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Start-Ups

How to (Gracefully) Deal with Advice as an Entrepreneur

By Townes Haas   |    September 15, 2014   |    10:13 AM

Entrepreneurs are bombarded with advice from everyone

Whether you’re a newbie entrepreneur, or a seasoned veteran of the small business world, you’ve probably interacted with plenty of people who can’t wait to dish out their latest snippets of advice. It’s truly a blessing and a curse. Sometimes, the insight is sorely needed. Fresh perspectives are important, after all.

But unsolicited, or downright awful, advice is a different beast. You don’t want to burn any bridges or hurt any feelings so you’ll have to deal with the onslaught of advice tactfully.

How can entrepreneurs distinguish good advice from bad advice?

There’s no magic way to empirically quantify whether business advice is good or bad. Annoying, right? But truthfully, you’re already equipped with a tool that’s perfectly suited for making decisions.

Your gut.

Even if a successful, business-savvy mentor is doling out suggestions on how to improve your business, it’s still your business. You know what’s best for your company – the direction you want to take, your goals, the financial reality, how many resources you have available, and the list continues.

Even if the advice you’re getting is great, it may not be great for you, which is completely okay. You might not get things perfect every day, either. But if you follow your instincts and do make a mistake you’ll learn some invaluable lessons anyway.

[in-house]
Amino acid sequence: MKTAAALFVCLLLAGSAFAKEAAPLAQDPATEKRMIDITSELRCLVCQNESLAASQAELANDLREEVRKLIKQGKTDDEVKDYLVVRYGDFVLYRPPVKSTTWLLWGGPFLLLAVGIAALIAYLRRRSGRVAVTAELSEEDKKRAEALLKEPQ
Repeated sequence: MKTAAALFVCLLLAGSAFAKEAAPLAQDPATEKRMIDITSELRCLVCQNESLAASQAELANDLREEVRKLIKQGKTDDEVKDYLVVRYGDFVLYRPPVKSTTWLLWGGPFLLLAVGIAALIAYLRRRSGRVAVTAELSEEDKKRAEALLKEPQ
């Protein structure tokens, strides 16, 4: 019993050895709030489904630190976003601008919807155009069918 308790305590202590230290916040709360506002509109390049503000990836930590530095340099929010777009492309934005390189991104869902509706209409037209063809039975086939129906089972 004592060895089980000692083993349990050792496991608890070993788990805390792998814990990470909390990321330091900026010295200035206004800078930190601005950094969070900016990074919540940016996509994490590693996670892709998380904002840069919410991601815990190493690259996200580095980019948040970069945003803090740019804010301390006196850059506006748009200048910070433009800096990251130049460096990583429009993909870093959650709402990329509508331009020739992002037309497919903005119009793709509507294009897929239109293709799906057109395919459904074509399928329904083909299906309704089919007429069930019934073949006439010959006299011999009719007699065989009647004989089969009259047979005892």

How to let the advice-giver down easy if you don’t use their well-intentioned guidance

A majority of the time we wind up in interpersonal showdowns because we try to avoid the inevitable, or we don’t speak up. As an entrepreneur you run the show with your business and there’s no rule that says you have to try out every single bit of advice you’re given.

If you’re being blasted with advice and you need a way to gracefully handle it think about these three points before responding:

Figure out the origin of the advice. Is the person really just trying to help, or is there an ulterior motive at play? Sometimes people just want to feel like they have valid ideas. If you’re okay with some ego stroking, that could be helpful. Saying “That’s an interesting idea, I’ll definitely think about it” and then carefully changing the subject is another option. There’s no need to be a jerk, but stand strong.

If you need to draw boundaries with a person be polite and firm. Try something like “Thanks for the advice, but my business is going really well.”

If the advice keeps on coming, you can try your best to ignore it. If that doesn’t sound ideal, saying “Thanks a lot, but I’ve got everything under control – I’m actually already testing out a solution” is one way to nonchalantly put an end to the comments.

What’s the best way to, gracefully, deal with all of this business advice?

Okay, so sometimes entrepreneurs can’t just ignore input from mentors, business contacts, or clients. Even though it is your business, there are certain relationships that require more finesse, and ignoring the person or choosing a purposefully vague response could have “political” ramifications in your career.

Always consider the consequences, but remember that your instincts are usually the perfect resource for solving these types of problems. Try out some of the rebuttals that have been outlined here, or prepare your own arsenal of responses to deploy in the future.